Angelique Kerber vs. Serena Williams | 2016 Australian Open Final | Highlights HD

  • 8 years ago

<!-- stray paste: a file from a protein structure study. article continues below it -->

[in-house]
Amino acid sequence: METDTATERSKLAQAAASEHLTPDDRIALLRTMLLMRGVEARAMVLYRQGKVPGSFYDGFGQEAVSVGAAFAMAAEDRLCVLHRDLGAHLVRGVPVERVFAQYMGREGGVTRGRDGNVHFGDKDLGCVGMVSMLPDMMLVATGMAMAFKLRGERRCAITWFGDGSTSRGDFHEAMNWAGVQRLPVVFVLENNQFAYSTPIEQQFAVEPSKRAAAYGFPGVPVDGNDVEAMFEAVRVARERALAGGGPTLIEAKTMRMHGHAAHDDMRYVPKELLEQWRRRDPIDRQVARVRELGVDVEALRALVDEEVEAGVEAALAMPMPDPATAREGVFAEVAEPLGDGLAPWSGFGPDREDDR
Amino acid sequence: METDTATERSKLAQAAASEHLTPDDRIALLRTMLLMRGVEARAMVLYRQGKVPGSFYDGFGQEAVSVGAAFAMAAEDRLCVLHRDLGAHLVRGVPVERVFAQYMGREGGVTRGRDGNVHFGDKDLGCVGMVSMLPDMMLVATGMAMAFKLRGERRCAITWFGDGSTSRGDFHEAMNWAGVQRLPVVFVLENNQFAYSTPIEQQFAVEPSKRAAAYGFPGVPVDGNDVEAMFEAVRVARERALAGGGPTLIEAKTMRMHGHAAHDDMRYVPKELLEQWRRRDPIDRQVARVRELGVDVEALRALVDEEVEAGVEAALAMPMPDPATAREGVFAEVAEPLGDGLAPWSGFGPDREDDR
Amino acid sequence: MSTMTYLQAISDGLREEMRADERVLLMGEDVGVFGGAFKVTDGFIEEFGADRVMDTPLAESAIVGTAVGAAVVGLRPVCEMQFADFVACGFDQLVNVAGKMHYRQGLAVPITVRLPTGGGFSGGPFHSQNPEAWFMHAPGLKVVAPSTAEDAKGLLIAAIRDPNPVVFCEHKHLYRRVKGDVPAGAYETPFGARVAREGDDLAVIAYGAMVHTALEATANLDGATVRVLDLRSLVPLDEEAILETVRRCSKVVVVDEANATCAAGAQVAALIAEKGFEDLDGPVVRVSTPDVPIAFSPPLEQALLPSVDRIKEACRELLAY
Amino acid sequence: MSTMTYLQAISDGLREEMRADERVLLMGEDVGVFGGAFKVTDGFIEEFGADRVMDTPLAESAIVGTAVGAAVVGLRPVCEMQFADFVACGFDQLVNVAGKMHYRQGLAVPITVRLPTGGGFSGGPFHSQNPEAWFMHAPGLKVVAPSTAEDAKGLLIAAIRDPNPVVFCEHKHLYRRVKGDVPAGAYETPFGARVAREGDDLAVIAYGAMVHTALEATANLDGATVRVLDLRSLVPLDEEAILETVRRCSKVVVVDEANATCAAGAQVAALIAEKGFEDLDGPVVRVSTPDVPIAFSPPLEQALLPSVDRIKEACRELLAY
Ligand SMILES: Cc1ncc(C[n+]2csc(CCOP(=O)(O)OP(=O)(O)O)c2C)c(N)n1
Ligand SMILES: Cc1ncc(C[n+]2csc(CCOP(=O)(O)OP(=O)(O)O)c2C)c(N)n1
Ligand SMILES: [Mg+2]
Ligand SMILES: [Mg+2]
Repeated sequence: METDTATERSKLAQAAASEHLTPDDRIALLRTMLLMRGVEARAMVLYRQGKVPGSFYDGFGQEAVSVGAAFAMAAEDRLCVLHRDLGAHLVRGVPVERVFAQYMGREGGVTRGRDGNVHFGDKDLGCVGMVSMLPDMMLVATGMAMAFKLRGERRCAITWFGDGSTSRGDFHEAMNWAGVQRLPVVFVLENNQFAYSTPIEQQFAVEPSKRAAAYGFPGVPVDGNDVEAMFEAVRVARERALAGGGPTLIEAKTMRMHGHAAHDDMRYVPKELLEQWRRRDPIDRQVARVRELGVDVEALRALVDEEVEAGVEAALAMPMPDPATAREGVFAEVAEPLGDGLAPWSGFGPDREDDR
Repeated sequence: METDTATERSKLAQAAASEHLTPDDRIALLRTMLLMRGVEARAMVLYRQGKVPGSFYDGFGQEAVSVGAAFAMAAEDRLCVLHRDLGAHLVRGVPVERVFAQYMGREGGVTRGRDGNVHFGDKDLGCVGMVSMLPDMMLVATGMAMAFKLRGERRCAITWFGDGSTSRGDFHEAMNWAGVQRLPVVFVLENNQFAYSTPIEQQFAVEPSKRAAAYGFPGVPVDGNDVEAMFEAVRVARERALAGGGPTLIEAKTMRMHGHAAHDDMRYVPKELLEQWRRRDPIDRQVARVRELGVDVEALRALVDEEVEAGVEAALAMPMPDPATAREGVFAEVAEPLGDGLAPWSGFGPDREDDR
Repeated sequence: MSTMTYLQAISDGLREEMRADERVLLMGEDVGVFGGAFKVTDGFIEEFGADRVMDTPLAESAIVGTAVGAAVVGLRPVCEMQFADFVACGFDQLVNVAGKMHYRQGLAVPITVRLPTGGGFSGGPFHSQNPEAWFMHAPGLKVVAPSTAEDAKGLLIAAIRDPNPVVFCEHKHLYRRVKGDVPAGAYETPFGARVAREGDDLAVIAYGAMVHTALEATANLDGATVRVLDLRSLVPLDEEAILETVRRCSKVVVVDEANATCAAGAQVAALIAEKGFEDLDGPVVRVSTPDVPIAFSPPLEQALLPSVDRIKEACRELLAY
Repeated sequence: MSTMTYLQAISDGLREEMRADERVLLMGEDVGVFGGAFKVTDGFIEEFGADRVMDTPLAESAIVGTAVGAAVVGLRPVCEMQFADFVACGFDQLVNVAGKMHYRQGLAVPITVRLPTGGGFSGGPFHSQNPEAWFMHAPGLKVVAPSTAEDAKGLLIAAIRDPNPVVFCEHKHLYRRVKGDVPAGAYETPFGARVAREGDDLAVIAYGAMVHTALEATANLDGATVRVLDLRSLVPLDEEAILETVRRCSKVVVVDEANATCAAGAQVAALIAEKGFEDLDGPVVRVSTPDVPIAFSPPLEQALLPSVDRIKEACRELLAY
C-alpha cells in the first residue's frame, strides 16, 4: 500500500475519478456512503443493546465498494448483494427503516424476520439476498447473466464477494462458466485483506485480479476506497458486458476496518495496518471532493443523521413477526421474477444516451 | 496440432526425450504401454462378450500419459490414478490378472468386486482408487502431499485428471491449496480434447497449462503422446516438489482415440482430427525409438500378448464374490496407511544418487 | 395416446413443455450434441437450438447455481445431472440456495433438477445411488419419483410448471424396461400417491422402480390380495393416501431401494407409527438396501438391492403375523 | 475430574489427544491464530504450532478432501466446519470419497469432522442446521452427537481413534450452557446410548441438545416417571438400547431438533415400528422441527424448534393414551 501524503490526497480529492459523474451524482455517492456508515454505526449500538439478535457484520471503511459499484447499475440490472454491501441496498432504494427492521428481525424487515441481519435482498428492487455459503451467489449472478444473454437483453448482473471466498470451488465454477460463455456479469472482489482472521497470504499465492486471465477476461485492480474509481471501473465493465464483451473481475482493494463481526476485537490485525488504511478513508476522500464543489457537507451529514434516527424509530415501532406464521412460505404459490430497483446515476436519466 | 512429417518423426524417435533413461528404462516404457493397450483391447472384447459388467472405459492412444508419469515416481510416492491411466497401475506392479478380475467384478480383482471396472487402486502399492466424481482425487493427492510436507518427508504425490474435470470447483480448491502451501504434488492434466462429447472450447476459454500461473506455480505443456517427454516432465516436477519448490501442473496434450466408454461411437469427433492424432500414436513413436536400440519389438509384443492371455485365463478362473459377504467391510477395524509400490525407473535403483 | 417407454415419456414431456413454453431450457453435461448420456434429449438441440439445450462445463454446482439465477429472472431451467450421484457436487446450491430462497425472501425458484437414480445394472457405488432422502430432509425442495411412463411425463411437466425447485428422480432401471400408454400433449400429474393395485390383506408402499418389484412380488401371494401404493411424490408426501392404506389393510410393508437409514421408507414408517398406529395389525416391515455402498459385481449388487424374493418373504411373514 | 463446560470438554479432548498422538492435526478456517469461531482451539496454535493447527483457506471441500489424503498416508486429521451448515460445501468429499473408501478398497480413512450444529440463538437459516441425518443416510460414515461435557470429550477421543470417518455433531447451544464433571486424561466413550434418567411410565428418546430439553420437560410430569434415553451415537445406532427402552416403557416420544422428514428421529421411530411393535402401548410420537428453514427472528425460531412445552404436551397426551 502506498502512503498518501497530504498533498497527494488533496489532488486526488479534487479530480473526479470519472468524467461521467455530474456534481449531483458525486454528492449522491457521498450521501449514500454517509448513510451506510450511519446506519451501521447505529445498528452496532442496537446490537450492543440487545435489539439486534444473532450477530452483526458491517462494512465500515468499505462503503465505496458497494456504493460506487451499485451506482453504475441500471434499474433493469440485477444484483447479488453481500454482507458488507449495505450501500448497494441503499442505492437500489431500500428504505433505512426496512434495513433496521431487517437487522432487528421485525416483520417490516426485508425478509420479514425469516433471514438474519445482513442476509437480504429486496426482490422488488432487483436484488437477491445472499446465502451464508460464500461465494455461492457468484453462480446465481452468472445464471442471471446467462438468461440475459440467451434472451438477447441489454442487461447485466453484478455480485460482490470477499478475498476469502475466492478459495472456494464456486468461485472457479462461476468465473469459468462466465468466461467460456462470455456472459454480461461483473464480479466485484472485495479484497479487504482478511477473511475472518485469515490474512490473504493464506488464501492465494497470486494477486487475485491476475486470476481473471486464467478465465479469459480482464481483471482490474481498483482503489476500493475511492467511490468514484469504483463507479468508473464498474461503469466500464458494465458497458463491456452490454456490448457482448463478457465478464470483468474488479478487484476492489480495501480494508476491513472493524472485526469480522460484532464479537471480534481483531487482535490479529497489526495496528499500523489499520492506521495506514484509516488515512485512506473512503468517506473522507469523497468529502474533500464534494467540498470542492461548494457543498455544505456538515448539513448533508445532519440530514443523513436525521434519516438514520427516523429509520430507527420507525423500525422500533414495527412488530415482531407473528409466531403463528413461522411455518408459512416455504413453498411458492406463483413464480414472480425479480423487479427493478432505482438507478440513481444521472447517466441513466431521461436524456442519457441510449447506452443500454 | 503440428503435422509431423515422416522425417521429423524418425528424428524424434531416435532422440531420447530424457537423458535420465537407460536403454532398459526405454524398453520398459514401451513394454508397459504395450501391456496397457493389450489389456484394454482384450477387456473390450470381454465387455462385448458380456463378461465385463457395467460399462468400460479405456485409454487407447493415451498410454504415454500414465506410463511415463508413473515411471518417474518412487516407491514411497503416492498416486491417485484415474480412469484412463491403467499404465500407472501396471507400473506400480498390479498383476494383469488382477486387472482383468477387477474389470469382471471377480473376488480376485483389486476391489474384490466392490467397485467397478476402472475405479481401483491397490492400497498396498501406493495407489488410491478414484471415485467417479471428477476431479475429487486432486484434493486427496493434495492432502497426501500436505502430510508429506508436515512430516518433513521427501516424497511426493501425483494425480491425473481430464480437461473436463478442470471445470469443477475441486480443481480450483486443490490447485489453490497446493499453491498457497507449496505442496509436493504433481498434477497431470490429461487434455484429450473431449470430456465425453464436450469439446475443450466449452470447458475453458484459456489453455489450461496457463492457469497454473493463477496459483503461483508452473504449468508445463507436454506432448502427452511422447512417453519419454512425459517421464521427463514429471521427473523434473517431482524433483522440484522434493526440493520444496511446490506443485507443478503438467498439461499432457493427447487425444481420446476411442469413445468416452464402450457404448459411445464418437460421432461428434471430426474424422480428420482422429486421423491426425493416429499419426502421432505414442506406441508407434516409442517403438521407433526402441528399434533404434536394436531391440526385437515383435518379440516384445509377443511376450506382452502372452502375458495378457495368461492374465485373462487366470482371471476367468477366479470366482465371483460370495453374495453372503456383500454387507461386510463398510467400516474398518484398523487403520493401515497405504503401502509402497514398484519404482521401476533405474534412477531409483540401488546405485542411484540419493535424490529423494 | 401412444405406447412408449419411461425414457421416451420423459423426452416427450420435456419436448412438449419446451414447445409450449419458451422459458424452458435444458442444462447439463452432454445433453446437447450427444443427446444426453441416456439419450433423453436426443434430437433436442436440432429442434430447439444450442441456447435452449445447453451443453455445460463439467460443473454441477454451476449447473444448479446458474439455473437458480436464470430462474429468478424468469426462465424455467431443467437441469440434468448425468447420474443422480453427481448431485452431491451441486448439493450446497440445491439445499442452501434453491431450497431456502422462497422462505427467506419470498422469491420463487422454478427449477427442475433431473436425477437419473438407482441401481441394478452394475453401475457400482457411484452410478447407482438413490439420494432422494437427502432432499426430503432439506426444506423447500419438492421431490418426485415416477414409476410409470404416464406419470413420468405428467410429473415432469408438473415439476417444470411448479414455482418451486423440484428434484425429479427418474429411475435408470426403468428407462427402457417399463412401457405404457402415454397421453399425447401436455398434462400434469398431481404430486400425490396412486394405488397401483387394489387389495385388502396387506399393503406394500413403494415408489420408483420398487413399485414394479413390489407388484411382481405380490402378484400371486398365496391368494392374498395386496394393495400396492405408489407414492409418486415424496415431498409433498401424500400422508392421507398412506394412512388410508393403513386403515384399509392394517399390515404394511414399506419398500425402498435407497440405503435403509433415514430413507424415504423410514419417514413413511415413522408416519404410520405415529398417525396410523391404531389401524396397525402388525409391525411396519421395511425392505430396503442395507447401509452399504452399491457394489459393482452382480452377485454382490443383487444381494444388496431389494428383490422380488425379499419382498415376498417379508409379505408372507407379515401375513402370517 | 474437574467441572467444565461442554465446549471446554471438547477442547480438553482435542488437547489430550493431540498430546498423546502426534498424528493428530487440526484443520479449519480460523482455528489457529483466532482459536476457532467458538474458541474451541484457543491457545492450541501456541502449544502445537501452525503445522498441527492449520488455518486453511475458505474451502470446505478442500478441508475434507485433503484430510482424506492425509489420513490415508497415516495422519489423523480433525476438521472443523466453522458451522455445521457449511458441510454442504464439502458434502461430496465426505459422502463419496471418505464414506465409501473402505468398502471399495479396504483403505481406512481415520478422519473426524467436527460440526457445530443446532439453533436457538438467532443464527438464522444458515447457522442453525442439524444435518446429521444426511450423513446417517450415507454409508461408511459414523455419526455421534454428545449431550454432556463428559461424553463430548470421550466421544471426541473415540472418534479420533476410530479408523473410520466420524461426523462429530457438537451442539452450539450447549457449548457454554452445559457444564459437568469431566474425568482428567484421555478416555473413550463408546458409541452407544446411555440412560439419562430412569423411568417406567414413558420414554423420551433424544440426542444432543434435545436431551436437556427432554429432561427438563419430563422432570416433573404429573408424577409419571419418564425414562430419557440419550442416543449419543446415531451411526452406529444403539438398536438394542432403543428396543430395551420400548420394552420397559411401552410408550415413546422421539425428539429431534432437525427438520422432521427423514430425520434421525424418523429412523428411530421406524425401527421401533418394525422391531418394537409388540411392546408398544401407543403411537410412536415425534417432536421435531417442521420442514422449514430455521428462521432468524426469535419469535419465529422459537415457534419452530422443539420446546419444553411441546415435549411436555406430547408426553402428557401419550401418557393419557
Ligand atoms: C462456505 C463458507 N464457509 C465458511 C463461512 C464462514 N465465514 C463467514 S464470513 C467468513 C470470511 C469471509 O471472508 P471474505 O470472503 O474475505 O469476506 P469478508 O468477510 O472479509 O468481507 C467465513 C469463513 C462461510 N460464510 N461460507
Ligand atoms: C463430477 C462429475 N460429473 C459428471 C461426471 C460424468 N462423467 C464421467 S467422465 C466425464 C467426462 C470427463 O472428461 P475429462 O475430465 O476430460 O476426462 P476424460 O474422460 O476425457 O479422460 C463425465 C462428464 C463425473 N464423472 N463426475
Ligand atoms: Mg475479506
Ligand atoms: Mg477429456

Angelique Kerber walked onto Rod Laver Arena on Saturday night as a first-time Grand Slam finalist. She walked off as the Australian Open 2016 champion, cradling the Daphne Akhurst Memorial Cup after producing the performance of her life to beat defending champion Serena Williams 6-4 3-6 6-4. Last year, Kerber lost in the first round at Melbourne Park. This year, she came back from match point down at the same stage, stunned two-time former champion Victoria Azarenka in the quarterfinals, then avoided a comedown against surprise semifinalist Johanna Konta. But the German saved her best for last, handing 21-time Grand Slam champion Williams just her fifth final defeat, and first in three sets. The leftie left nothing out there – angles, passes, scrambles to all corners of the court and two nerveless drop shot winners propelled Kerber to her first Grand Slam title against the six-time and defending champion. Williams was not at her best – she hit six double faults, struggled with her forehand and gave up 17 of 32 points at the net – but the world No.1 has so often found a way in spite of herself when it matters. Kerber simply wouldn’t allow Williams a way back into the match. The German hit just 13 unforced errors in the match – three in the both the first and third sets – while playing some of the best tennis of her career to seal victory in two hours and eight minutes. If Kerber’s decision to receive after winning the coin toss was to calm a few nerves before her first serve in a major final, the plan worked perfectly. Williams opened with a love hold before the German, under threat at 15-30 in the next game, stormed back to break the world No.1 a game later, three wickedly angled cross-court backhands catching Williams cold. Kerber held, and soon found herself two points from an all-but-unimaginable 4-1 lead before Williams roared – quite literally – her way back into the set. The 34-year-old began pulling the No.7 seed around the court and sending a series of second serves back with interest to level up at 3-3. Yet as soon as Williams had found her range, it deserted her once more. Time and again her forehand misfired, from the drive volley long that handed Kerber a second break, to the open court she missed as the No.7 seed consolidated. Desperately trying to summon her finest form, Williams screamed after a backhand winner as she forced Kerber to serve out the set. The German was nerveless, wrapping up the opener in 39 minutes. The Grand Slam debutant had made just three unforced errors in the set, the defending champion 23 – more than she had made in any other match in the tournament. For both women, it couldn’t last. By game four of the second set, Kerber’s count had doubled – two double-faults handed Williams the route she needed back into the match and the world No.1, far calmer both during and between points, took full advantage to open up a 4-1 lead. Kerber made Williams serve for it, her forehand winner to close out game eight drawing applause from the American before she closed it out, having cut her error count to just five. Eight times Williams had been taken the distance in Grand Slam finals, and eight times she had won – but Kerber, now in uncharted territory, had no interest in reverting to type. Having held with some clutch serving in the opener, Kerber broke to love, lasering a series of spectacular passing shots past Williams to lead 2-0. But after a break, you must hold. Ramping up the power and volume once more, Williams stepped in to take time away from Kerber and level up at 2-2, only for Kerber to win the game of the match, an 11-minute blockbuster of aces, passes, two showstopping drop shots from the German and a ball that clipped the net before hitting the onrushing Williams in the arm. Rattled, the defending champion hit two double faults before Kerber clinched a 3-2 lead on her fifth break point. This time, the 28-year-old pushed on towards victory. Nerves, all but inevitably, kicked in as she served for the match at 5-3, but she came again, rediscovering the length and lines that drew errant drives from Williams, who lofted one last volley long on Kerber’s first match point. With the victory, Kerber rises to No.2 in the world behind Williams, and is the first seventh seed to win the women’s singles crown in Melbourne since Williams 11 years ago.

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